Wyant insists teacher voice will be key in contemplating future of education in the province
In his address to the Saskatchewan Teachers’ Federation Annual Meeting of Council, Education Minister Gord Wyant assured teachers that their voice will be an important part of navigating the future of public education in the province.
Doubtlessly though, there were many in the audience who shared STF President Patrick Maze’s contention that for all the promises made recently, nothing much has changed.
Wyant conceded he didn’t have ready-made solutions at hand, suggesting that “it is a big ship to turn.” He also underscored that this will not happen overnight and that it can’t be done without the expertise of teachers.
Since assuming the portfolio just more than a year ago, Wyant has talked about resetting the relationship between the Ministry and teachers.
From the podium and in an interview afterwards, Wyant offered that there has been an improvement in those relationships, albeit that there is still much work to be done.
“Sometimes I get the impression that people might misconstrue things, but when I look back to the budget of 2017 [when the sector was faced with a $54 million spending reduction] I think there was been a general thawing and we have had some of the conversations that need to happen. I like to think the government has demonstrated that we are committed to the public education sector. I can tell you the Premier [Scott Moe] is onside.”
Wyant insisted in the interview portion that he is well aware that whatever changes occur in the future in the name of innovation, it can’t be a top-down approach from government.
“We know that right off the top we need there to be buy in from the teachers. I think we have taken the first steps in getting out and talking to teachers around the province to hear their concerns. We know that the first and shared priority is to ensure student needs are being met.
“I know from talking to teachers that there are some complex issues, but in order to tackle these we need to have the voice of teachers included. The more feedback we have, the better it will be for achieving the best possible outcomes for our students.”
Wyant summarized that what he had heard most frequently from teachers was regarding class composition and resources for education as well as the administrative burden faced by many.
According to Wyant, the conversations he has had with teachers confirm to him that there is impressive work being done by teachers.
Wyant cited data indicating that there has been significant progress in terms of the early learning sector and that graduation rates are at their highest rate in the past two decades.
“Again, there is no question that there is work that needs to be done, and I can assure you these are only the first steps. We remain committed to working together and listening to teachers. As a sector we need to look beyond 2020 and how we can co-construct what we want education to look like,” he said. He added that his commitment to public education in the future is not merely a result of his position as Minister, but moreso his role as a father and grandfather, which he referred to as “my North Star.”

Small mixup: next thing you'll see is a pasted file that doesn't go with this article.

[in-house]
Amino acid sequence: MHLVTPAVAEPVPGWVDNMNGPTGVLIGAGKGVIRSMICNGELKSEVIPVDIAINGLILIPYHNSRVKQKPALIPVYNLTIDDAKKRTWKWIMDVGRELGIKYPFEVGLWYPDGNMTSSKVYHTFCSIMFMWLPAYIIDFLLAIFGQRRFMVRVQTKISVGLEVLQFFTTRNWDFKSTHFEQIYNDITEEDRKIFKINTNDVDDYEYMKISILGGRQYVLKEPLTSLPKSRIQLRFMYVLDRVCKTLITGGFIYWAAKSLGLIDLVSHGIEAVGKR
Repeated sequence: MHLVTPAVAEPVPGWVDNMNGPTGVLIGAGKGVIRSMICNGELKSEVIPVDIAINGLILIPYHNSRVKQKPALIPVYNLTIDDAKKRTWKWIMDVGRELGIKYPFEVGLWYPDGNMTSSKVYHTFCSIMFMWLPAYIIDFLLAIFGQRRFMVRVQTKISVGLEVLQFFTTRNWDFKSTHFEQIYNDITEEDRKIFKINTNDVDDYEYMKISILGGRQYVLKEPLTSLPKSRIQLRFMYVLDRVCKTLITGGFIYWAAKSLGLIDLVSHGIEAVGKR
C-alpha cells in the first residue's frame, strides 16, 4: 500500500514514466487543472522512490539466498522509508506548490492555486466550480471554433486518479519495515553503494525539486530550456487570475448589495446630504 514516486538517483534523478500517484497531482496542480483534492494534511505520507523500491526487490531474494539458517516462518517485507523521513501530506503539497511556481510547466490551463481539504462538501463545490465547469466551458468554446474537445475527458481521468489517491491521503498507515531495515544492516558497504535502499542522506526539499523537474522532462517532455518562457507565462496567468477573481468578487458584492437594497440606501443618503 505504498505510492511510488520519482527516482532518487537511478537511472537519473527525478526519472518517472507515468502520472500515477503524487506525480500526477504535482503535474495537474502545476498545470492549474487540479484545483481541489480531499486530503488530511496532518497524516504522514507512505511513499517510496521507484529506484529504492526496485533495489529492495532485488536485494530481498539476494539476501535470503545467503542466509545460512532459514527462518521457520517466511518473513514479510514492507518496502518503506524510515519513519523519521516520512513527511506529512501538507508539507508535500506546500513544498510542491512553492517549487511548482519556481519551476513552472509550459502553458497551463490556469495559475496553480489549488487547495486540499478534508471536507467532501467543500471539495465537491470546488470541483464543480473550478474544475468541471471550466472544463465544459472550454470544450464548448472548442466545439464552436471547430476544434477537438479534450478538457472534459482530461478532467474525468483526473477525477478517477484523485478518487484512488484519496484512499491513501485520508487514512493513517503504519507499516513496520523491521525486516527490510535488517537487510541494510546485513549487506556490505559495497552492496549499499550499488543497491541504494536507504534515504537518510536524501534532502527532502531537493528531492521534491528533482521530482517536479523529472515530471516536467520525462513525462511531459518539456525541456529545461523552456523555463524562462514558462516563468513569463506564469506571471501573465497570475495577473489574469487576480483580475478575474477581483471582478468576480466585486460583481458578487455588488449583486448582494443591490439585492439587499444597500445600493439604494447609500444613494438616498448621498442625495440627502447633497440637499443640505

Wyant indicated that there are conversations that need to be had about how to be more innovative in the future, while stressing the importance that whatever changes are initiated they need to be done with the intent of improving outcomes.
“I realize it can be a bit problematic in some cases, but we need to be able to track any changes to outcomes. It’s not a matter of dropping a whole bucket of money at it that is going to result in the outcomes we are all looking for,” he said.
Wyant was adamant that he and his colleagues are not being dismissive of the public education sector, insisting that these conversations are occurring every day.
“We know it is the future of the province and education is without question an economic issue. We need to work together and everybody has an agenda but we have to make sure we keep any sort of contract negotiations with teachers separate from what we do in the name of public education,” Wyant emphasized.
“Whatever we’re thinking about doing, it must be with the idea of how to better develop public education in the province and in doing so, help alleviate some of the challenges that teachers are facing in the classroom. There will always be things that need to be re-examined because public education continues to evolve. Working alongside is the only way we can steer this big ship.
“There might be differences along the way, but it is important for everyone in the sector to always remember that we need to do what is best for students. Teachers need to be respected for the shared commitment they demonstrate to those students every day. However the future plays out, we have to remember this is for the long term and changes don’t happen overnight,” he said.